My Reading List for Hispanic Heritage Month

National Hispanic Heritage Month depicted with a flower that has flags of various Latino countries as the petals
Theresa Witham Photo
VP/Publications & Publisher

4 minutes

Read with CU Management’s editor and publisher.

This week starts Hispanic Heritage Month and that means it’s time to get our “To Be Read” shelves organized.

The Heritage Month, which runs from Sept. 15-Oct. 15 celebrates the contributions of American citizens whose ancestors came from Spain, Mexico, the Caribbean, and Central and South America.

I’ll say it again: I love to read. Reading is my favorite. Would you like to read along with me this month? Here’s what’s on my list.

I just finished an excellent book in translation by Mexican author Sofía Segovia called The Murmur of Bees. It takes place against the backdrop of the Mexican Revolution and the Spanish Flu and follows the Morales family, whose fate changes when they find an abandoned infant on their property. The baby is disfigured and covered by a blanket of bees, leading some locals to believe he is a sign of bad things to come. But the family takes him in and loves him as their own. The child has a special bond with the bees, who surround him his whole life and give him a sort of magic so he can foretell the future. At almost 500 pages, it’s not short but I devoured this one in the span of a week.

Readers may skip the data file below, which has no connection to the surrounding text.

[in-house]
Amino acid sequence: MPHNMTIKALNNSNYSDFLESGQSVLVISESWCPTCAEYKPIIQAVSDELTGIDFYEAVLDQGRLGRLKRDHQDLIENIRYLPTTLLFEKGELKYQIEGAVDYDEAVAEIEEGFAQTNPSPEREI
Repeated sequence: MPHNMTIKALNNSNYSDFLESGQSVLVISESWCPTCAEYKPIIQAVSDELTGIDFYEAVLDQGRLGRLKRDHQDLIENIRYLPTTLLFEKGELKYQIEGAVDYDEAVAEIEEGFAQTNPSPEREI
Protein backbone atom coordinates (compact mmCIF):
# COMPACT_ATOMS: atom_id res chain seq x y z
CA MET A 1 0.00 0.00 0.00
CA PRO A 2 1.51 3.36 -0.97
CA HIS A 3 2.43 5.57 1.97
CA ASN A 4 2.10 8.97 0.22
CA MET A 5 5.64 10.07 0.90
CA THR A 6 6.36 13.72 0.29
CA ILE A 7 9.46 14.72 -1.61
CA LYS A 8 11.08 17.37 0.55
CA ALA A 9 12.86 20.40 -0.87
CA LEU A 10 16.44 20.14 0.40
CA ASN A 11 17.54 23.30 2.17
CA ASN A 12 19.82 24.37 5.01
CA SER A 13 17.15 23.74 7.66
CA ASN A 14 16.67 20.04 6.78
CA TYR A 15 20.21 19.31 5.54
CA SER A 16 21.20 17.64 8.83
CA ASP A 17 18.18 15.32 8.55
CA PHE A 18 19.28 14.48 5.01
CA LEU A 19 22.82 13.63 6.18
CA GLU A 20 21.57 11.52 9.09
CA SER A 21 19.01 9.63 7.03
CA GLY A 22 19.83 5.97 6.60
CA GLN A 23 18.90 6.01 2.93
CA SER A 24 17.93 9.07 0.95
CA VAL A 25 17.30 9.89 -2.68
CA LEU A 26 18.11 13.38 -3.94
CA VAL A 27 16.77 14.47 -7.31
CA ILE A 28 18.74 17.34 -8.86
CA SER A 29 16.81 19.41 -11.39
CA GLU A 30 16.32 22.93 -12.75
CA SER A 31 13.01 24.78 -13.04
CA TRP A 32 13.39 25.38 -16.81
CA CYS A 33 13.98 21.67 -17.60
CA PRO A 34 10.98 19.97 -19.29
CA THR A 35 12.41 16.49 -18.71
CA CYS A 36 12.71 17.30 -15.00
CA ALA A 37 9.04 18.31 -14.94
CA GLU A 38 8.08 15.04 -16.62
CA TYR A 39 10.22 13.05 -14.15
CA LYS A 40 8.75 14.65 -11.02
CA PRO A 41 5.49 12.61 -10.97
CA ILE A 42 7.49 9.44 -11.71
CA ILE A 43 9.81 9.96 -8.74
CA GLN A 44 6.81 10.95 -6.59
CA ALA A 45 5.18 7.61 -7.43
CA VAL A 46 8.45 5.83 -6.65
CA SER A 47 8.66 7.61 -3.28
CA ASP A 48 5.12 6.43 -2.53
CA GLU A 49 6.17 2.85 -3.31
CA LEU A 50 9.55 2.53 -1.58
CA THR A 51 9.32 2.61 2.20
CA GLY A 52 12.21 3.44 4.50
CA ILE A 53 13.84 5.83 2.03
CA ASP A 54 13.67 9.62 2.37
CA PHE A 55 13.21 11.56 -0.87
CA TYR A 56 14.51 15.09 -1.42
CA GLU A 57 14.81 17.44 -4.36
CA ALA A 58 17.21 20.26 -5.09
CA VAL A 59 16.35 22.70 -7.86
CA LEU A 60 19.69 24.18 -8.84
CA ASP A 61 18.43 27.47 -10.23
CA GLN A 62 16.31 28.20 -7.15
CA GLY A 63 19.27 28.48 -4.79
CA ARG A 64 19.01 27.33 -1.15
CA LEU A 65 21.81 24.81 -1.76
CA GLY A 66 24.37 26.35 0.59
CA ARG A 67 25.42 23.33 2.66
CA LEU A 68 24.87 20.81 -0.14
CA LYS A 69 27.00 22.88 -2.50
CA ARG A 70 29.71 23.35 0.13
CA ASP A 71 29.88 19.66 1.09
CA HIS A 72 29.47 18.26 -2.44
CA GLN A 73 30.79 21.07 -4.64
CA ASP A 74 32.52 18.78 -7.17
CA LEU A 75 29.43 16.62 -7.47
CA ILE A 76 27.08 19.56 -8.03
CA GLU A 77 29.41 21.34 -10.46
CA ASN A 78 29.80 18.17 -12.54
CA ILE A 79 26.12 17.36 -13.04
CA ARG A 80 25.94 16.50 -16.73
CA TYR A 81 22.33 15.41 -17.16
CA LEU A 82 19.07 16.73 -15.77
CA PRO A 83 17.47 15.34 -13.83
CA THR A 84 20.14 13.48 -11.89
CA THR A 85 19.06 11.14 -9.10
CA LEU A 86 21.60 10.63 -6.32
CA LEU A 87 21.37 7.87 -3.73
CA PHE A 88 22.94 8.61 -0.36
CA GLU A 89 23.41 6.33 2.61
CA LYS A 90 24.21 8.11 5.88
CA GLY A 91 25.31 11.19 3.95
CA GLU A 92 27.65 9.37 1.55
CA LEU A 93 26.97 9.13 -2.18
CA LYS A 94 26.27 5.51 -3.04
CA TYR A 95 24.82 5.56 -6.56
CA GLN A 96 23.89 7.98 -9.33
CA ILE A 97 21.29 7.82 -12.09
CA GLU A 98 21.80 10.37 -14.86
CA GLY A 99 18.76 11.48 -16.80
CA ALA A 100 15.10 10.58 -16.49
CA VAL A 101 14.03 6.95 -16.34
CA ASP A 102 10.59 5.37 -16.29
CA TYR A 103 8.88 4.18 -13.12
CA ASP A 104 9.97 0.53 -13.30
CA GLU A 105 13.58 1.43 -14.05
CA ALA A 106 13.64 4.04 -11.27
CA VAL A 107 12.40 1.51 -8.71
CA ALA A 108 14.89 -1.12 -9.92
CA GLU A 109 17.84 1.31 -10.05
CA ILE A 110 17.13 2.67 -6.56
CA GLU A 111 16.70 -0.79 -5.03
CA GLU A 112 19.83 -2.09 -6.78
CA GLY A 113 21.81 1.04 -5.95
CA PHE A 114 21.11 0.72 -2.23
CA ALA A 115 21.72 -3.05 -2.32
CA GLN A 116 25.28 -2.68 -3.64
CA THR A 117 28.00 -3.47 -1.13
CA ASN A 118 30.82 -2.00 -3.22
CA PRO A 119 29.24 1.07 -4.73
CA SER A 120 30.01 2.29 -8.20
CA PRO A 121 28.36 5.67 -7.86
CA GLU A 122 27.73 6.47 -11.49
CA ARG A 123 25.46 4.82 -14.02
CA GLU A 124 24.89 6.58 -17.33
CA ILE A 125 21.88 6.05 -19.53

Next up is Family Lore by Dominican-American author and poet Elizabeth Acevedo. This is her first novel for adults, and I had to have it because I have adored her young adult novels, including The Poet X. Like The Murmur of Bees, this book has elements of magical realism. The story follows the women of the Marte family, including Flor, who can predict the day when someone will die. When she decides to throw herself a living-wake, her family questions whether she has foreseen her own death or someone else’s. I’m going to start reading it this week. Let me know if you are too!

But first I’m opening Silver Nitrate by Silvia Moreno-Garcia. I love reading witchy and spooky books at this time of year, and this seems like it will be perfect. Montserrat is a horror-film-loving sound editor in 1990s Mexico City, where she’s not getting the work she needs because she doesn’t fit into the boys’ club of the film industry. The publisher promises “a dark thriller about the curse that haunts a legendary lost film—and awakens one woman’s hidden powers.”

I have absolutely loved Moreno-Garcia’s previous books, including Gods of Jade and Shadow, Mexican Gothic and the Daughter of Doctor Moreau. Gods of Jade and Shadow, which is part fairytale and part Mayan mythology, was one of my favorite reads of 2020.

One more in the fantasy/magical-realism genre: Lobizona by Argentinian-American Romina Garber. This young adult novel is the first in a series about a magical school for werewolves and witches.

If magical realism, fantasy and horror are not to your liking, try one of these instead:

Find my previous book and resource lists:

Theresa Witham is VP/publications and publisher at CUES.

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